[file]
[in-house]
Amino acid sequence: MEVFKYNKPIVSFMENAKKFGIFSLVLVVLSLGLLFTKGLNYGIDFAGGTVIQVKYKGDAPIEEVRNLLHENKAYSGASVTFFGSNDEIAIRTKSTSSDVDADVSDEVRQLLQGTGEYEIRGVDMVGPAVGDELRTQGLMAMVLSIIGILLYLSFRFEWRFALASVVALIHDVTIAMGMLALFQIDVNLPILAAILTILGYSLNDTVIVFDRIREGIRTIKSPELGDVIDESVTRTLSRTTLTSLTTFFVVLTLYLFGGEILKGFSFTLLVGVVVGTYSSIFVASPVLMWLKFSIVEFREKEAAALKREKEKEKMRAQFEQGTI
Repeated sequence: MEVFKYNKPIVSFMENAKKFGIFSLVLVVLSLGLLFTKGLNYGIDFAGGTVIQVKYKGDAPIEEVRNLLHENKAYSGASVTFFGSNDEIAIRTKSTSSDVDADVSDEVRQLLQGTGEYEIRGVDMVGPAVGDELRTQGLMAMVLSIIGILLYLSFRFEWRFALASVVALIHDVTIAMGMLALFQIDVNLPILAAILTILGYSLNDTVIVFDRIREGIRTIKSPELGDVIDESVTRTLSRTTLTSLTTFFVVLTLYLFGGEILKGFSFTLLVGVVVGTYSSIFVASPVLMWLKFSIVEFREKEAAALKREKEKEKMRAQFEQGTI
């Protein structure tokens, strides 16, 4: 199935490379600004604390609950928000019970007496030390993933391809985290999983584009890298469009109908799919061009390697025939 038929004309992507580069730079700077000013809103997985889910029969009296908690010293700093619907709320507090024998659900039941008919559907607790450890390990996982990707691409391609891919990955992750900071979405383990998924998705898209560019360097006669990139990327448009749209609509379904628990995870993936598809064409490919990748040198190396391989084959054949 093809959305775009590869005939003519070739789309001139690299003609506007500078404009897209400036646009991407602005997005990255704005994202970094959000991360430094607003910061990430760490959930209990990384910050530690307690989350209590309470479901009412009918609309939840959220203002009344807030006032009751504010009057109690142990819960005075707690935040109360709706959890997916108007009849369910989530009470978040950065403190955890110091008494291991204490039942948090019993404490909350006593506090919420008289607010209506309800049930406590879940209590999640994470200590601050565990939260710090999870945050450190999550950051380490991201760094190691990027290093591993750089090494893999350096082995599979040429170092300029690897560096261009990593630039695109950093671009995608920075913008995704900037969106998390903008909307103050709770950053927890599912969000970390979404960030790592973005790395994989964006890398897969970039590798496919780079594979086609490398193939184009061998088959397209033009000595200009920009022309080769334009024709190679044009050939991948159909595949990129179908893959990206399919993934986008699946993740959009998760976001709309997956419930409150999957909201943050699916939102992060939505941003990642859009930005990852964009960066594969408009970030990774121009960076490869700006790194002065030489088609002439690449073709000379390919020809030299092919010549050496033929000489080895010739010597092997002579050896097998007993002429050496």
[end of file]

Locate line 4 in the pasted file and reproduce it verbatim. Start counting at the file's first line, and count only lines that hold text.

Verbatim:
């Protein structure tokens, strides 16, 4: 199935490379600004604390609950928000019970007496030390993933391809985290999983584009890298469009109908799919061009390697025939 038929004309992507580069730079700077000013809103997985889910029969009296908690010293700093619907709320507090024998659900039941008919559907607790450890390990996982990707691409391609891919990955992750900071979405383990998924998705898209560019360097006669990139990327448009749209609509379904628990995870993936598809064409490919990748040198190396391989084959054949 093809959305775009590869005939003519070739789309001139690299003609506007500078404009897209400036646009991407602005997005990255704005994202970094959000991360430094607003910061990430760490959930209990990384910050530690307690989350209590309470479901009412009918609309939840959220203002009344807030006032009751504010009057109690142990819960005075707690935040109360709706959890997916108007009849369910989530009470978040950065403190955890110091008494291991204490039942948090019993404490909350006593506090919420008289607010209506309800049930406590879940209590999640994470200590601050565990939260710090999870945050450190999550950051380490991201760094190691990027290093591993750089090494893999350096082995599979040429170092300029690897560096261009990593630039695109950093671009995608920075913008995704900037969106998390903008909307103050709770950053927890599912969000970390979404960030790592973005790395994989964006890398897969970039590798496919780079594979086609490398193939184009061998088959397209033009000595200009920009022309080769334009024709190679044009050939991948159909595949990129179908893959990206399919993934986008699946993740959009998760976001709309997956419930409150999957909201943050699916939102992060939505941003990642859009930005990852964009960066594969408009970030990774121009960076490869700006790194002065030489088609002439690449073709000379390919020809030299092919010549050496033929000489080895010739010597092997002579050896097998007993002429050496």